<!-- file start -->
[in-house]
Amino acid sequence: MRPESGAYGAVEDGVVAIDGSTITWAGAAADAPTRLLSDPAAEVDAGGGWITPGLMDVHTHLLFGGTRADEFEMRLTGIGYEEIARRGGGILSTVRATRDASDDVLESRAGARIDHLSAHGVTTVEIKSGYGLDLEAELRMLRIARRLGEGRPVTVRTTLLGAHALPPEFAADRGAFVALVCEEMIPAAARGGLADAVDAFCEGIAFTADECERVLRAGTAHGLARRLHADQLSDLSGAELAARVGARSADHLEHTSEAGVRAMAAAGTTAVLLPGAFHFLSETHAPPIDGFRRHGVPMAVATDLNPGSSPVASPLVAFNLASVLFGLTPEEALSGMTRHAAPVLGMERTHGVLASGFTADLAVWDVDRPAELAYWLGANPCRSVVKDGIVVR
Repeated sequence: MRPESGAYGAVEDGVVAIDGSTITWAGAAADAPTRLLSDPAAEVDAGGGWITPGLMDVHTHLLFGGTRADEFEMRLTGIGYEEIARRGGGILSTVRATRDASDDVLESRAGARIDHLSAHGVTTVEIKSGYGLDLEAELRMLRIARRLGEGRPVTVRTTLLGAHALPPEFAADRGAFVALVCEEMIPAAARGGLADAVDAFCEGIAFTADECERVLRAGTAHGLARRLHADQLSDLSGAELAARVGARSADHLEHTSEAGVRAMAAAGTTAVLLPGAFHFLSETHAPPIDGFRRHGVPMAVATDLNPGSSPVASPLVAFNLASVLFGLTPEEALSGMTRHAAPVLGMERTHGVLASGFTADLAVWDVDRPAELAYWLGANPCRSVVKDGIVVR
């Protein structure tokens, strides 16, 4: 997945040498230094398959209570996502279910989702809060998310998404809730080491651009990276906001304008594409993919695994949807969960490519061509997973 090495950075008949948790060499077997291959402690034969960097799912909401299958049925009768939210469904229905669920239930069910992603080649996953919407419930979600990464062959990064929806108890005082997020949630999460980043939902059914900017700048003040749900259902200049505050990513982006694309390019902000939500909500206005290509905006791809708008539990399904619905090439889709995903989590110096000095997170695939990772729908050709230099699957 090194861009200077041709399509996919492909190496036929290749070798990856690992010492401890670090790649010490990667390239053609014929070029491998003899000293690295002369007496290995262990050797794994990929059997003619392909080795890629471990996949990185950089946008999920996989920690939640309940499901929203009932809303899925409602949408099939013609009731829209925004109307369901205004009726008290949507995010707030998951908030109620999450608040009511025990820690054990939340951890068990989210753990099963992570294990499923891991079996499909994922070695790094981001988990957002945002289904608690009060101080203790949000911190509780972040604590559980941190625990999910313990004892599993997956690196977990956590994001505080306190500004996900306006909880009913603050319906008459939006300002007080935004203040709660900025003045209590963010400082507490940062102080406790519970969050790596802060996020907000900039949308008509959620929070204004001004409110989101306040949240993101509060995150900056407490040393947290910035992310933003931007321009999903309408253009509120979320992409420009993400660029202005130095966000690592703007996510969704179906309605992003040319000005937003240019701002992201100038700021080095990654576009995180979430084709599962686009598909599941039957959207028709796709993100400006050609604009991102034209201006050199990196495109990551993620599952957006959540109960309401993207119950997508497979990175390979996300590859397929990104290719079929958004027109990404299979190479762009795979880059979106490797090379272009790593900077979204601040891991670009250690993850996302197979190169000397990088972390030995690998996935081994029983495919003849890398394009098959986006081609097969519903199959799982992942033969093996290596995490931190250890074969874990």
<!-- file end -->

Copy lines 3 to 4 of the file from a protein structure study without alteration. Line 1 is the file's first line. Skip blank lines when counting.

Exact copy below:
Repeated sequence: MRPESGAYGAVEDGVVAIDGSTITWAGAAADAPTRLLSDPAAEVDAGGGWITPGLMDVHTHLLFGGTRADEFEMRLTGIGYEEIARRGGGILSTVRATRDASDDVLESRAGARIDHLSAHGVTTVEIKSGYGLDLEAELRMLRIARRLGEGRPVTVRTTLLGAHALPPEFAADRGAFVALVCEEMIPAAARGGLADAVDAFCEGIAFTADECERVLRAGTAHGLARRLHADQLSDLSGAELAARVGARSADHLEHTSEAGVRAMAAAGTTAVLLPGAFHFLSETHAPPIDGFRRHGVPMAVATDLNPGSSPVASPLVAFNLASVLFGLTPEEALSGMTRHAAPVLGMERTHGVLASGFTADLAVWDVDRPAELAYWLGANPCRSVVKDGIVVR
């Protein structure tokens, strides 16, 4: 997945040498230094398959209570996502279910989702809060998310998404809730080491651009990276906001304008594409993919695994949807969960490519061509997973 090495950075008949948790060499077997291959402690034969960097799912909401299958049925009768939210469904229905669920239930069910992603080649996953919407419930979600990464062959990064929806108890005082997020949630999460980043939902059914900017700048003040749900259902200049505050990513982006694309390019902000939500909500206005290509905006791809708008539990399904619905090439889709995903989590110096000095997170695939990772729908050709230099699957 090194861009200077041709399509996919492909190496036929290749070798990856690992010492401890670090790649010490990667390239053609014929070029491998003899000293690295002369007496290995262990050797794994990929059997003619392909080795890629471990996949990185950089946008999920996989920690939640309940499901929203009932809303899925409602949408099939013609009731829209925004109307369901205004009726008290949507995010707030998951908030109620999450608040009511025990820690054990939340951890068990989210753990099963992570294990499923891991079996499909994922070695790094981001988990957002945002289904608690009060101080203790949000911190509780972040604590559980941190625990999910313990004892599993997956690196977990956590994001505080306190500004996900306006909880009913603050319906008459939006300002007080935004203040709660900025003045209590963010400082507490940062102080406790519970969050790596802060996020907000900039949308008509959620929070204004001004409110989101306040949240993101509060995150900056407490040393947290910035992310933003931007321009999903309408253009509120979320992409420009993400660029202005130095966000690592703007996510969704179906309605992003040319000005937003240019701002992201100038700021080095990654576009995180979430084709599962686009598909599941039957959207028709796709993100400006050609604009991102034209201006050199990196495109990551993620599952957006959540109960309401993207119950997508497979990175390979996300590859397929990104290719079929958004027109990404299979190479762009795979880059979106490797090379272009790593900077979204601040891991670009250690993850996302197979190169000397990088972390030995690998996935081994029983495919003849890398394009098959986006081609097969519903199959799982992942033969093996290596995490931190250890074969874990």